... they occur intercellularly and stimulate surrounding tissue to proliferate due to cell transformation. Agrobacterium performs ... Products of the other VirB genes are used to transfer the subunits across the plasma membrane. Yeast two-hybrid studies provide ... Avoiding wounding the crowns/roots of the plants during cultivation is important for preventing disease. In horticultural ... These tumors exert significant pressure on the surrounding plant tissue, which causes this tissue to become crushed and/or ...
... due to the lack of a cell wall. The cell wall is important for cell division, which, in most bacteria, occurs by binary fission ... "Identification of spheroplast-like agents isolated from tissues of patients with Crohn's disease and control tissues by ... Allan EJ (April 1991). "Induction and cultivation of a stable L-form of Bacillus subtilis". J. Appl. Bacteriol. 70 (4): 339-43 ... Protoplast Spheroplast Mycoplasmataceae - lack peptidoglycan but supplement their membranes with sterols for stability. ...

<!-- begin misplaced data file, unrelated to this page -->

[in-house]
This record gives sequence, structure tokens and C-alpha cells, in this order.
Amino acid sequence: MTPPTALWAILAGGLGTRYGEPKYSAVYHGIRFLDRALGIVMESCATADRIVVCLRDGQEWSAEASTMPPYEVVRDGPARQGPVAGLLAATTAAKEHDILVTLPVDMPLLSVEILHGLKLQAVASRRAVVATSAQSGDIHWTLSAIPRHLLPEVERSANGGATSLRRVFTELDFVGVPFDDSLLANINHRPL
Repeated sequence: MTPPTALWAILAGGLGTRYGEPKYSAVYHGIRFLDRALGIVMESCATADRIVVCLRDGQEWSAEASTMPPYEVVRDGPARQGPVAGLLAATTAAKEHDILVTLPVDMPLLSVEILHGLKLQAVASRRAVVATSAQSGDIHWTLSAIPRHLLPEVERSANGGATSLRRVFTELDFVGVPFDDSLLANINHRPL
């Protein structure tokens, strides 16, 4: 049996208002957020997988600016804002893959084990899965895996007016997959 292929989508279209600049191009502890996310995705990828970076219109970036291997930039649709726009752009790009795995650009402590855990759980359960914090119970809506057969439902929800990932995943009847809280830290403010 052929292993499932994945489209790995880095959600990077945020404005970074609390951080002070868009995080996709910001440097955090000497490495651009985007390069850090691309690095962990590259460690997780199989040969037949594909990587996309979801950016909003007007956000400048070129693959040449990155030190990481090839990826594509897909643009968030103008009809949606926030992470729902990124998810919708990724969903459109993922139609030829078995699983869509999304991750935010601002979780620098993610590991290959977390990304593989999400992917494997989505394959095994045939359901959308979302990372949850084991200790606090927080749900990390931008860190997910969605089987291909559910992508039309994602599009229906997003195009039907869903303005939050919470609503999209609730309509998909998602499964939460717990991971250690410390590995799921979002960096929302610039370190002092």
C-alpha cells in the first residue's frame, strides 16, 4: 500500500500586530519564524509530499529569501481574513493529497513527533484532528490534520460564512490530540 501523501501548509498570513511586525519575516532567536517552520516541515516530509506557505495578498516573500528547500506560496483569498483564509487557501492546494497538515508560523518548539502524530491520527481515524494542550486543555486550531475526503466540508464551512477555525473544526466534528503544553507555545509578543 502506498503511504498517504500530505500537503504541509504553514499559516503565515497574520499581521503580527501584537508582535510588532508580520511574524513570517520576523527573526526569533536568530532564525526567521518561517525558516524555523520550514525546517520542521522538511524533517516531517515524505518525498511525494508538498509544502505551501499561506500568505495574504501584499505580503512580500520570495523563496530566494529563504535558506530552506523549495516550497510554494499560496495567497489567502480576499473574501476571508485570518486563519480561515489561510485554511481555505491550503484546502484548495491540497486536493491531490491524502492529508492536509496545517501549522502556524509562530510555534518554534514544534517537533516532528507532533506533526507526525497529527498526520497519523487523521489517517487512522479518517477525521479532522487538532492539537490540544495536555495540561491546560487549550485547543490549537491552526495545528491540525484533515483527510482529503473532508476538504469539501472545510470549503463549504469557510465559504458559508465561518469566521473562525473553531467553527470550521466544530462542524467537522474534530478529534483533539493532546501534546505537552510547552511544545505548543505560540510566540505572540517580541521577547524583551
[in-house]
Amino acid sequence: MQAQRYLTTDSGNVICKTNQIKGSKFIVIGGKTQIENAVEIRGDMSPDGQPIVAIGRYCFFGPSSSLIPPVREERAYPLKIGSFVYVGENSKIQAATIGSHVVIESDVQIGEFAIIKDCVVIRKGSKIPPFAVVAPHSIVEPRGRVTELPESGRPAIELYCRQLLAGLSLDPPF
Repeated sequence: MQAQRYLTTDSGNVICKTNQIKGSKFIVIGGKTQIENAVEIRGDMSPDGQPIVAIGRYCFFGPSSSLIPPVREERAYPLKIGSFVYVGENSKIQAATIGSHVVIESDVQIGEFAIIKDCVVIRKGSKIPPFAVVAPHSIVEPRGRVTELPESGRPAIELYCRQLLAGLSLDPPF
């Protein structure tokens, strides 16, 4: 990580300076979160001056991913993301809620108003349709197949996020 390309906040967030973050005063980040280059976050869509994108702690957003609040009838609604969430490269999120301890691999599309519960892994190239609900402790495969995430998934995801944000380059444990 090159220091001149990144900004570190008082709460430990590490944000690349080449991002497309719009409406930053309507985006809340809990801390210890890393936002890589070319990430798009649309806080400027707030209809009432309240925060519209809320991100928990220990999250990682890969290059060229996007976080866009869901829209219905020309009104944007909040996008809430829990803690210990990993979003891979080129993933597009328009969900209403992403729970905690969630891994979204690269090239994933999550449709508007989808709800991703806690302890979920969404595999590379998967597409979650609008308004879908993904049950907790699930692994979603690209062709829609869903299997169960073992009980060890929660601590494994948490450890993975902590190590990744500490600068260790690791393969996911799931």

Epidermal stem cells reside in the lower part of the epidermis (stratum basale) and are attached to the basement membrane ... Cell and Tissue Kinetics. 20 (5): 461-72. doi:10.1111/j.1365-2184.1987.tb01355.x. PMID 3450396. Proksch E, Brandner JM, Jensen ... Rheinwald, JG; Green, H (1975). "Serial cultivation of strains of human epidermal keratinocytes: The formation of keratinizing ... Epidermal stem cells divide in a random manner yielding either more stem cells or transit amplifying cells. Some of the transit ...